we hauled our boxes from the car to our booth, we passed
by the food trucks that were already starting to fire
up the ovens. I don't think there is any better smell
than barbeque on a crisp Alabama morning. Talk about a
flashback to fond memories...
we found our spot and started to unload our wares.
we were setting up, Kirby Johnson came over to say hi.
Those of you who have been following along with our adventures
know that Kirby is the editor of NANO Fiction.
In our eyes, she's also the reason there was ever a Houston
Indie Book Festival. Last year, Kirby was accepted to
the graduate program at Alabama, where she took on the
duties of managing editor of the Black Warrior Review.
She brought BWR and NANO down to the festival
was great to catch up with Kirby. We talked about Bama;
her being homesick for Houston, especially the food; and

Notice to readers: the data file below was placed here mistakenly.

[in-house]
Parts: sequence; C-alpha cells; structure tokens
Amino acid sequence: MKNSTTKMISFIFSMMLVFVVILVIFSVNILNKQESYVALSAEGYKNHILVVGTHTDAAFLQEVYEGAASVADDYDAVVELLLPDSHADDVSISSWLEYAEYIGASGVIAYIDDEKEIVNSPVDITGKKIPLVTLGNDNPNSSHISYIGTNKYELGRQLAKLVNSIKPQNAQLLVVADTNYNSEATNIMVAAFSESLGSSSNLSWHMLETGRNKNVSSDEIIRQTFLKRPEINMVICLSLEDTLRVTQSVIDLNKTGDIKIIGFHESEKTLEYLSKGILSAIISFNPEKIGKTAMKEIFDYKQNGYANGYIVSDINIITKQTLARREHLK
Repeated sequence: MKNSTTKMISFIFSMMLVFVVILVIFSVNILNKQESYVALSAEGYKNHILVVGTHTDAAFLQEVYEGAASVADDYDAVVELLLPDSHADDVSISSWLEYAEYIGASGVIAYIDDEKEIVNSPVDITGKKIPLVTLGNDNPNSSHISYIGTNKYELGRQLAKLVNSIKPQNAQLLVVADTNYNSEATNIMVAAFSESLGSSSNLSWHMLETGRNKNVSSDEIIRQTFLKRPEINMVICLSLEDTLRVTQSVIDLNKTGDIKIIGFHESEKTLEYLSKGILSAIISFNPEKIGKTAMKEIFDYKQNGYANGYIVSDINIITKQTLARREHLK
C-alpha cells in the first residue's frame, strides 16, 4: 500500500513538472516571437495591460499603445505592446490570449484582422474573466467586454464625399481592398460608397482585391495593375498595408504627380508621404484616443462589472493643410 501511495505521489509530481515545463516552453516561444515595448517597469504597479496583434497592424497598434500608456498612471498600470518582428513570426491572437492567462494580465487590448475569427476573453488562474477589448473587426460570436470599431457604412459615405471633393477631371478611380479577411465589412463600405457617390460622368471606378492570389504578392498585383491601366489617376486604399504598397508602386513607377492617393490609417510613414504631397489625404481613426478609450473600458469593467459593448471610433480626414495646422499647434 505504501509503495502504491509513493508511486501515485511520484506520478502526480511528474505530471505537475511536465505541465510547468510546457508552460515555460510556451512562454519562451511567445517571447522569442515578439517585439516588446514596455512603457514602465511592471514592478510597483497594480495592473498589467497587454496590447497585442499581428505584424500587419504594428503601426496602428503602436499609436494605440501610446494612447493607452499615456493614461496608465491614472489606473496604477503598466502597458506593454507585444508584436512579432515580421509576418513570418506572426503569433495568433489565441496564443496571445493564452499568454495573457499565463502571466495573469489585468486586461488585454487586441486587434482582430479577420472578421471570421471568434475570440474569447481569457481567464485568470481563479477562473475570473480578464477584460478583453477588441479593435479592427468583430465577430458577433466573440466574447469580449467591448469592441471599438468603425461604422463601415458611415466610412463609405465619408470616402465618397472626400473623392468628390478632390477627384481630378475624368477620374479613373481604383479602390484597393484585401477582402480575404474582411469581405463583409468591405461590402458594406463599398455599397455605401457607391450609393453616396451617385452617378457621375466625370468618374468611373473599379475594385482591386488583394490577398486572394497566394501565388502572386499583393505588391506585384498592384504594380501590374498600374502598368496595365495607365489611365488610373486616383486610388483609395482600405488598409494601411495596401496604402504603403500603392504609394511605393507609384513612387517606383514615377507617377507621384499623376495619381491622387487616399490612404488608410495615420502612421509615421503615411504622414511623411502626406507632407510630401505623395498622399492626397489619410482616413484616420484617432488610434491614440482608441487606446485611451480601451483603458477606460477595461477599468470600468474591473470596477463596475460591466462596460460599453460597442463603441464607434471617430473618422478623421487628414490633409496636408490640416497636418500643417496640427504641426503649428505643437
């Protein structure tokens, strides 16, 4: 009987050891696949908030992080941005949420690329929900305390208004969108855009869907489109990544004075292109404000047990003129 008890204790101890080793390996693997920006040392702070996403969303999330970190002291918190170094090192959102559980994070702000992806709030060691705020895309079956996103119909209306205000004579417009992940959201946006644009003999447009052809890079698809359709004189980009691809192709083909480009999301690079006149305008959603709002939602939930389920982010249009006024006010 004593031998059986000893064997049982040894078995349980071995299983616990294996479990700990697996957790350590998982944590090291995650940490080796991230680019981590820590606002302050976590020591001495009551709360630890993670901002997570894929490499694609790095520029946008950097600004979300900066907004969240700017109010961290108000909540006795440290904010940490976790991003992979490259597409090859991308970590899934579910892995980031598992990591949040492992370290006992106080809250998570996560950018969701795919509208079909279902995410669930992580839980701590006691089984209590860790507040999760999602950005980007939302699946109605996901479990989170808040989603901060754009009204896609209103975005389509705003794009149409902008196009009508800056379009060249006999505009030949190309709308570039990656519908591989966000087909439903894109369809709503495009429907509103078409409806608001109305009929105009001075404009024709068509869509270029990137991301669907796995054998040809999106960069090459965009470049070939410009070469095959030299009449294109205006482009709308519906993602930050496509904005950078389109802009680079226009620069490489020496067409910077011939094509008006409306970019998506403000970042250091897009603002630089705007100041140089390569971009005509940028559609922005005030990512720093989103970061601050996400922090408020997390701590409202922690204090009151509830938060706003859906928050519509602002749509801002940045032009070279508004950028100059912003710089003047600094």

what a cluster f#-- the HIBF has become (more on that
Kirby left, Liv and I went exploring. Gabe had already
disappeared. The festival fell on his birthday weekend,
and we had given him a new camera with instructions to
take pictures of the event. Instead, he headed a few blocks
down the road to the Biscuits' baseball stadium and snuck
in to take pictures there. (He did get a few shots of
the festival - see below.)
and I checked out the other vendors and some of the old
buildings. I was impressed with the number and variety
of vendors. There were lots of single-book authors, but
there were also a few university presses and two high
school literary journals. The booths around us were mostly
informational: stage left was the Central Alabama Literacy
Council. On our other side were The Southern Lit Trail
and the Scott and Zelda Fitzgerald Museum. There was also
a gentleman selling paintings, a poetry house, another